Chapters 2 and 8 concern speech recognition. I did not read these chapters so their review will be omitted.

In chapter 3, the authors discuss how wireless technology could be integrated into peronal area networks (WPANs). The authors here exhibit a keen awareness both of the technology and the human factors involved in creating what they call a "Personal Space". Home automation will be slow-going perhaps at first, due to legacy systems now in place, but it is highly desirable from the standpoint of energy conservation and home security. To prevent government and other forms of malicious intrusion, wireless security will have to be top priority before the Intelligent Wireless Web is implemented.

Chapter 4 is an overview of the basics behind both wired and wireless networks, with the goal of merging them effectively. The authors are clearly advocating the use of LMDS for high-speed wireless access. However, they do not discuss any performance studies to give more weight to their arguments for LMDS. "Project Oxygen" is discussed as an approach to accomodate mobile and stationary devices, and for moving away from TCP as a congestion manager, but the discussion is too brief to be helpful.

In chapter 5, the authors discuss the status of mobile wireless, IP version 6, and Mobile IP. The authors are a little more quantitative in this chapter, mentioning for example the inability of TDMA to deal with bursty data flows, but no details are given. A fairly detailed overview of "third-generation" mobile wireless technologies is given however. Performance issues are not discussed though, and it would have been interesting if the authors would have included a discussion of MANET.

Chapter 6 is a general overview of artificial intelligence and how it might be applied to Web protocols. As in all discussions on AI, controversies and disagreements will arise in the mind of the reader, but the authors are fair in representing the main ideas, considering the relatively short length of the chapter. The discussion on distributed AI is the most relevant for the book.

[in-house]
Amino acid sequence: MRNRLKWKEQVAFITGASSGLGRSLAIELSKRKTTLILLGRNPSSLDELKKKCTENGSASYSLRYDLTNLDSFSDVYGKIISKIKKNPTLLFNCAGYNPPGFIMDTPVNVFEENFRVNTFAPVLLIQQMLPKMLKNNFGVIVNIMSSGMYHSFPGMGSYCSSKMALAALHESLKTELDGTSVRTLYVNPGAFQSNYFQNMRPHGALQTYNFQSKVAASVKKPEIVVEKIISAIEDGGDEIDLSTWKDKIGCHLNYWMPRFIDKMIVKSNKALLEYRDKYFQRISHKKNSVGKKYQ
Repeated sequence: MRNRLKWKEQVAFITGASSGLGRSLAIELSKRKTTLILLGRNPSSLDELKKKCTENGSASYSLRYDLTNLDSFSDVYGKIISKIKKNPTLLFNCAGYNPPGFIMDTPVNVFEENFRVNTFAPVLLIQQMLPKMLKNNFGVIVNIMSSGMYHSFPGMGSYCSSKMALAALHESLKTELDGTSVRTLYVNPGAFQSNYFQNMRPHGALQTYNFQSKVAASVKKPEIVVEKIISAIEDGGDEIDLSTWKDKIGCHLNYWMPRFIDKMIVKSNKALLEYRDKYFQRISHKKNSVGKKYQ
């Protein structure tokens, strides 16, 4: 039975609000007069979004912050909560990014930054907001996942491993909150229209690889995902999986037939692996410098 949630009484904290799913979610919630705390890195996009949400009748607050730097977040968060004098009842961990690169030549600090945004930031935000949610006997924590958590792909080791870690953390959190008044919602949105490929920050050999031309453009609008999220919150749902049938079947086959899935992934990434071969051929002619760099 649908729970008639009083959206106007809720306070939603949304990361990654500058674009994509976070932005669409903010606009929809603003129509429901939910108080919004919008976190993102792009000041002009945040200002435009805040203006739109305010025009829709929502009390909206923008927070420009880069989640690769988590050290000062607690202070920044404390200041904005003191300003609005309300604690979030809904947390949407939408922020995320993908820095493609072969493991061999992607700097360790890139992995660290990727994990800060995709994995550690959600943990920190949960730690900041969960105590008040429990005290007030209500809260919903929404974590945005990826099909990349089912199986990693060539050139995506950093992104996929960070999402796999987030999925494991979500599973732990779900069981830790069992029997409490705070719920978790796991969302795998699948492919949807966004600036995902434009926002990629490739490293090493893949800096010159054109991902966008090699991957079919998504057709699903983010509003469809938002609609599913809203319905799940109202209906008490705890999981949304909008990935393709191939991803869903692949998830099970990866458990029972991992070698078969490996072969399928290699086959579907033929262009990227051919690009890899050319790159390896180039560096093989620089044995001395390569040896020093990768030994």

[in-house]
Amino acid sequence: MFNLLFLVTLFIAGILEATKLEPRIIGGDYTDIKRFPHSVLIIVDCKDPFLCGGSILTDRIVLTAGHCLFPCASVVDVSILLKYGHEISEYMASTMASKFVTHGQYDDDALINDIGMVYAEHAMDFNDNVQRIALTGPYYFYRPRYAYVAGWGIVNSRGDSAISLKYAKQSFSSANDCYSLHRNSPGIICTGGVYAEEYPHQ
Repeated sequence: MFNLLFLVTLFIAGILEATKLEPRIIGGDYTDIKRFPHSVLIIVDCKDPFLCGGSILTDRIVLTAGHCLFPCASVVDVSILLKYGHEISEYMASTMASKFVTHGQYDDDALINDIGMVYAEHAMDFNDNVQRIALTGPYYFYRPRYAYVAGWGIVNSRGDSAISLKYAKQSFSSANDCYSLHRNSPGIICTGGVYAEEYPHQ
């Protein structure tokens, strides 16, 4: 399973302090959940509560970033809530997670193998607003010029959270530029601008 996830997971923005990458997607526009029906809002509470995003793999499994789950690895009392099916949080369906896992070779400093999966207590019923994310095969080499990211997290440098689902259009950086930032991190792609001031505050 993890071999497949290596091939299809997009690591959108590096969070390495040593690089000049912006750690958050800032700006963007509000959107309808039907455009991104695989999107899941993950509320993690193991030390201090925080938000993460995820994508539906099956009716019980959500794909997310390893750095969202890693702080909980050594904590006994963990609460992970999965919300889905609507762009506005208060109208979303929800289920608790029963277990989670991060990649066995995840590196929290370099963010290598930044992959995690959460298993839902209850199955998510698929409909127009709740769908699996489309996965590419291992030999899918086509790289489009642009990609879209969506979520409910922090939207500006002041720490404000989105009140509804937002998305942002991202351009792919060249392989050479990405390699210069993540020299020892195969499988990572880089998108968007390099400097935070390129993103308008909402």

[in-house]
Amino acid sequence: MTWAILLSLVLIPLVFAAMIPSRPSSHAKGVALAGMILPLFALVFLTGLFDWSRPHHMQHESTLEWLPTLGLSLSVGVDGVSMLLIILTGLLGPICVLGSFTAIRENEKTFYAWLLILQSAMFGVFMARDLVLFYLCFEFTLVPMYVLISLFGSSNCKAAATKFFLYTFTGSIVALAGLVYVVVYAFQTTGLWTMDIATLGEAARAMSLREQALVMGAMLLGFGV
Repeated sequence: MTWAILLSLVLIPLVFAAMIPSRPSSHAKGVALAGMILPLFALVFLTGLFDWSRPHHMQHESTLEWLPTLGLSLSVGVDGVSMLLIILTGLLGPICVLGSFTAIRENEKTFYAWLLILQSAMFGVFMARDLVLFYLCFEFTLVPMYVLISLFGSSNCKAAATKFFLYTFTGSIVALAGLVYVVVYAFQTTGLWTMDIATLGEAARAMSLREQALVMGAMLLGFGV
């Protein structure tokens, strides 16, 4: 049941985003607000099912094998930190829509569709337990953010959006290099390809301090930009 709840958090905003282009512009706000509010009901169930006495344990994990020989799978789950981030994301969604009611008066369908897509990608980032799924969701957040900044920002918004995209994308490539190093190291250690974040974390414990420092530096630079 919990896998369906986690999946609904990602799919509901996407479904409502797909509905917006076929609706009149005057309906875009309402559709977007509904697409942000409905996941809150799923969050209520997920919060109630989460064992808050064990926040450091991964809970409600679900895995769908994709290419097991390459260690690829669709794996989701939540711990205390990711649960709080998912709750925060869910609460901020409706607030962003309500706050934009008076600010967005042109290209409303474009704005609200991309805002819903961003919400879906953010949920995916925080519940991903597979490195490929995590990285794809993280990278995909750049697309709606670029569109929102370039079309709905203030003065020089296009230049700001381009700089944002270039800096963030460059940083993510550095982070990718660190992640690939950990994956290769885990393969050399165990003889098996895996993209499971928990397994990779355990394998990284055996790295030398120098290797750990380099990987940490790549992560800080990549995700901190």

In chapter 7 the authors continue the discussion on AI with the goal of seeing to what extent it can be incorporated into the Web. I was glad to see a discussion of the Cyc application in this chapter, even though it was very short. From the author's standpoint the Web currently does not really express intelligence, since it does not adapt, a necessary requirement for learning. A "learning algorithm" is defined as a process that extracts data from a database to serve as its input, and then performs a set of operations on the input, giving finally an output that represents learning. The authors feel that the Semantic Web holds much promise for building an intelligent Web, and outline several tools, such as XML and RDF, that assist in the construction of the Semantic Web. Particularly interesting is the discussion of the need for self-organization in order for the Web to be considered intelligent. The property of self-organization will also be the most problematic to implement, due to the extreme distrust that some now feel against software that has not been validated by a human. This is especially the case for those having to deal with medical records and information on human health.